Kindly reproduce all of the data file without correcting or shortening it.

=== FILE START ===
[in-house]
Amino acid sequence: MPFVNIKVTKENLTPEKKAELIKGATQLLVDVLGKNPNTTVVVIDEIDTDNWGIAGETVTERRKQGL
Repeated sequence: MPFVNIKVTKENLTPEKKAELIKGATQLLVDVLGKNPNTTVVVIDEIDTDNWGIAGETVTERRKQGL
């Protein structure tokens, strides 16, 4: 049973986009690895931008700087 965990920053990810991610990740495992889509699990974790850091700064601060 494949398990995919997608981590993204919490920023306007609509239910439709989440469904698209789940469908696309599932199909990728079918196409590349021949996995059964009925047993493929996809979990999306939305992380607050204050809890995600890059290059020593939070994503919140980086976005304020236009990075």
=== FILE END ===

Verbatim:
[in-house]
Amino acid sequence: MPFVNIKVTKENLTPEKKAELIKGATQLLVDVLGKNPNTTVVVIDEIDTDNWGIAGETVTERRKQGL
Repeated sequence: MPFVNIKVTKENLTPEKKAELIKGATQLLVDVLGKNPNTTVVVIDEIDTDNWGIAGETVTERRKQGL
């Protein structure tokens, strides 16, 4: 049973986009690895931008700087 965990920053990810991610990740495992889509699990974790850091700064601060 494949398990995919997608981590993204919490920023306007609509239910439709989440469904698209789940469908696309599932199909990728079918196409590349021949996995059964009925047993493929996809979990999306939305992380607050204050809890995600890059290059020593939070994503919140980086976005304020236009990075």